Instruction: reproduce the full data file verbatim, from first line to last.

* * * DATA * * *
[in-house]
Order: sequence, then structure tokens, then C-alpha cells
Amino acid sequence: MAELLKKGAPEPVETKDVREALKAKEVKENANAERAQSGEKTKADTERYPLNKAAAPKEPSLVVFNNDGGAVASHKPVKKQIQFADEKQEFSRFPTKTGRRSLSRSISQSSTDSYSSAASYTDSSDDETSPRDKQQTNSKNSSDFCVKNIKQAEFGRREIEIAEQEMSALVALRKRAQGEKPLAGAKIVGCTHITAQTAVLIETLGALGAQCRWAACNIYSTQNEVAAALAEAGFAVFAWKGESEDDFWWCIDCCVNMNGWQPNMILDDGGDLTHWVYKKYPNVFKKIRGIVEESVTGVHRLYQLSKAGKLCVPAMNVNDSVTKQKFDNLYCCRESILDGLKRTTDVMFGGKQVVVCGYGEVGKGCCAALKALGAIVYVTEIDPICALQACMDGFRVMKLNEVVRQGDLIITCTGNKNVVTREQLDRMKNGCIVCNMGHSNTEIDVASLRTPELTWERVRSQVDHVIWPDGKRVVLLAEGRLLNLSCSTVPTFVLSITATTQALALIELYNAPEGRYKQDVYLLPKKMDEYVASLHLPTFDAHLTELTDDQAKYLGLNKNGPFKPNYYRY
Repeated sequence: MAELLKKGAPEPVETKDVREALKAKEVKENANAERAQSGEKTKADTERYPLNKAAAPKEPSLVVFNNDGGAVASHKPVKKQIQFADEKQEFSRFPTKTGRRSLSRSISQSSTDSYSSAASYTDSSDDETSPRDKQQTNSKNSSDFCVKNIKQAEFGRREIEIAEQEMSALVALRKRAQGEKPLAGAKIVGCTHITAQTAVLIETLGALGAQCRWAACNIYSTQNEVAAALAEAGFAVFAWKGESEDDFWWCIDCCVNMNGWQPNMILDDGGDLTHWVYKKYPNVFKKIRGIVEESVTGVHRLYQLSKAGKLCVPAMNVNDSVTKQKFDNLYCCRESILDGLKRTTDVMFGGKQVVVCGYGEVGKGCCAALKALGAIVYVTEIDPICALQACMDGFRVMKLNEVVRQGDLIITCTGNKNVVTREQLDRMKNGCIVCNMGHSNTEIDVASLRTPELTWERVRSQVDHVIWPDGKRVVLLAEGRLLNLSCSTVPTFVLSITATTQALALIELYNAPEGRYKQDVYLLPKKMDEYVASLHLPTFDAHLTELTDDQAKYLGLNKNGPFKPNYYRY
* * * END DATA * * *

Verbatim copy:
[in-house]
Order: sequence, then structure tokens, then C-alpha cells
Amino acid sequence: MAELLKKGAPEPVETKDVREALKAKEVKENANAERAQSGEKTKADTERYPLNKAAAPKEPSLVVFNNDGGAVASHKPVKKQIQFADEKQEFSRFPTKTGRRSLSRSISQSSTDSYSSAASYTDSSDDETSPRDKQQTNSKNSSDFCVKNIKQAEFGRREIEIAEQEMSALVALRKRAQGEKPLAGAKIVGCTHITAQTAVLIETLGALGAQCRWAACNIYSTQNEVAAALAEAGFAVFAWKGESEDDFWWCIDCCVNMNGWQPNMILDDGGDLTHWVYKKYPNVFKKIRGIVEESVTGVHRLYQLSKAGKLCVPAMNVNDSVTKQKFDNLYCCRESILDGLKRTTDVMFGGKQVVVCGYGEVGKGCCAALKALGAIVYVTEIDPICALQACMDGFRVMKLNEVVRQGDLIITCTGNKNVVTREQLDRMKNGCIVCNMGHSNTEIDVASLRTPELTWERVRSQVDHVIWPDGKRVVLLAEGRLLNLSCSTVPTFVLSITATTQALALIELYNAPEGRYKQDVYLLPKKMDEYVASLHLPTFDAHLTELTDDQAKYLGLNKNGPFKPNYYRY
Repeated sequence: MAELLKKGAPEPVETKDVREALKAKEVKENANAERAQSGEKTKADTERYPLNKAAAPKEPSLVVFNNDGGAVASHKPVKKQIQFADEKQEFSRFPTKTGRRSLSRSISQSSTDSYSSAASYTDSSDDETSPRDKQQTNSKNSSDFCVKNIKQAEFGRREIEIAEQEMSALVALRKRAQGEKPLAGAKIVGCTHITAQTAVLIETLGALGAQCRWAACNIYSTQNEVAAALAEAGFAVFAWKGESEDDFWWCIDCCVNMNGWQPNMILDDGGDLTHWVYKKYPNVFKKIRGIVEESVTGVHRLYQLSKAGKLCVPAMNVNDSVTKQKFDNLYCCRESILDGLKRTTDVMFGGKQVVVCGYGEVGKGCCAALKALGAIVYVTEIDPICALQACMDGFRVMKLNEVVRQGDLIITCTGNKNVVTREQLDRMKNGCIVCNMGHSNTEIDVASLRTPELTWERVRSQVDHVIWPDGKRVVLLAEGRLLNLSCSTVPTFVLSITATTQALALIELYNAPEGRYKQDVYLLPKKMDEYVASLHLPTFDAHLTELTDDQAKYLGLNKNGPFKPNYYRY